Soundtrack Review: The Invisible Man (2020)

The soundtrack for Universal Pictures’ remake of The Invisible Man is now available digitally and will be available on LP starting March 4th, 2020. Starring Emmy Award winner Elisabeth Moss (The Handmaid’s Tale), The Invisible Man is a terrifying modern tale of obsession inspired by Universal’s classic Monster character.

Trapped in a violent, controlling relationship with a wealthy and brilliant scientist, Cecilia Kass (Moss) escapes in the dead of night and disappears into hiding. But when Cecilia’s abusive ex, Adrian Griffin (Oliver Jackson-Cohen, Netflix’s The Haunting of Hill House), commits suicide and leaves her a generous portion of his vast fortune, Cecilia suspects his death was a hoax. As a series of eerie coincidences turn lethal, threatening the lives of those she loves, Cecilia’s sanity begins to unravel as she desperately tries to prove that she is being hunted by someone nobody can see.

The film’s score was composed by Benjamin Wallfisch (Blade Runner 2049, IT). He has worked on over 75 feature films and has received Golden Globe®, BAFTA®, two-time GRAMMY® and Emmy® nominations. It was recently announced that Wallfisch will score the New Line/Warner Bros reboot of Mortal Kombat, which is slated for a 2021 release.

Regarding the film’s score, Wallfisch had the following to say:

It was about using silence rhythmically. When there is music, the gestures and sonic attitude are sometimes so left-field and extreme that you almost don’t trust the score’s absence when it’s not there. As a kind of analogue to the presence of Adrian Griffin [the Invisible Man] in the film.

Also, the orchestral instrumentation is deliberately constrained to strings- only so that the musicians were pushed to their max, without the support of a full orchestra. That choice was also an homage to one of my heroes, Bernard Herrmann and one of his masterpieces, the Psycho score.

As the film progresses, Cecilia (Moss) devolves into questioning her every move, then grows into her power. The composer reflected that journey musically as well:

Cecilia’s Theme,’ a simple melody for cello and strings, was written to be a musical reminder of her own sanity, as everything unravels around her,” Wallfisch said. “You only hear it a handful of times in the movie, at key turning points in the story. There is also a piano motif that recurs a few times, something building and insistent, meant to portray the way she still manages to hold on to who she really is, against all the odds, ultimately triumphing.”

Because Wallfisch was tasked with creating musical space for an antagonist who is literally not present, the composer had to factor into his choices for Adrian/the Invisible Man some elements that he’d not previously considered for a villain:

Rather than a melodic theme, we needed a signature sound for Adrian—something that just creeps up on you. The sonic for the Invisible Man himself is entirely electronic, and when it goes full tilt, we tried to push things as hard as they could possibly go.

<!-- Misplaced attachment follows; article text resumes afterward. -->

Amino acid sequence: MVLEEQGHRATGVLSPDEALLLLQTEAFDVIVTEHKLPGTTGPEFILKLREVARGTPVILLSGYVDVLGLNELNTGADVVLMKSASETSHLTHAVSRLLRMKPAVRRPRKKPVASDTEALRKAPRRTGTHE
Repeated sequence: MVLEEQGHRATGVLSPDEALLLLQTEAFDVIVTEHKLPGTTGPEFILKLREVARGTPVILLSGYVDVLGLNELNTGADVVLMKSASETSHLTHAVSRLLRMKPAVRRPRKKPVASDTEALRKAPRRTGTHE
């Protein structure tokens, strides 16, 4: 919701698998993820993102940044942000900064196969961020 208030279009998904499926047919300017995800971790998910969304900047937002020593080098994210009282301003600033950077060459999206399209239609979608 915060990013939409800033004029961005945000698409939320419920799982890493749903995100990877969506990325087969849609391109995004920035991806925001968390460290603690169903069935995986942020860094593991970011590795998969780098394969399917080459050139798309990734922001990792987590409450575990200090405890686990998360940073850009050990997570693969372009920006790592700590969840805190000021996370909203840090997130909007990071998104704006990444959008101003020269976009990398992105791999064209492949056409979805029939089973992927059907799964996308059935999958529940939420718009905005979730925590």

Knowing that the Invisible Man is characterized by electronic sounds makes listening to the soundtrack very interesting indeed, as his motif truly does creep up on you, appearing when you least expect it. There’s a jarring contrast between the strings of the orchestra and the electronic tones as well, which could be symbolizing how unnatural Griffin’s invisible existence really is (after all humans weren’t meant to be invisible). Also, I can definitely sense the homage to Herrmann with the all-strings orchestra. These days it’s somewhat unusual to get a film orchestra that’s all strings, as it creates a musical dynamic that you don’t hear all that often anymore.

Wallfisch really appears to be ratcheting up the tension with this soundtrack as well, as each track is just full of it. Even the tracks that don’t contain references to the Invisible Man are full of subtle tensions (which you would expect in a horror film), as if the next encounter could happen at any moment. It was enjoyable to listen to, but also more than a little nerve wracking since after a while you come to expect that at some point the Invisible Man sonic will jump in and surprise you.

All in all, the soundtrack for The Invisible Man was quite enjoyable, just from listening to it I’m half tempted to check out the film itself once it arrives in theaters.

TRACK LIST
  1. Cobolt
  2. Escape
  3. He’s Gone
  4. This Is What He Does
  5. We’ve Got That In Common
  6. Make It Rain
  7. Attack
  8. Why Me
  9. The Suit
  10. Asylum
  11. He’s Behind You
  12. House Fight
  13. It’s All a Lie
  14. Surprise
  15. Denouement

Check out the soundtrack for The Invisible Man when you get the chance. And let me know what you think of it (and the film) in the comments below, and have a great night!

See also:

Film Soundtracks A-W

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4 thoughts on “Soundtrack Review: The Invisible Man (2020)

  1. Reely Bernie

    Well done. I thought the score was the perfect complement to the brooding unveiling and unfolding of the “invisible man” mystery. Just eerie stuff. Loved it all! This is still my favorite movie of 2020 (and the last one I saw in the theatre).

    Liked by 1 person

    Reply
  2. Pingback: Soundtrack Review: The Wolf of Snow Hollow (2020) | Film Music Central

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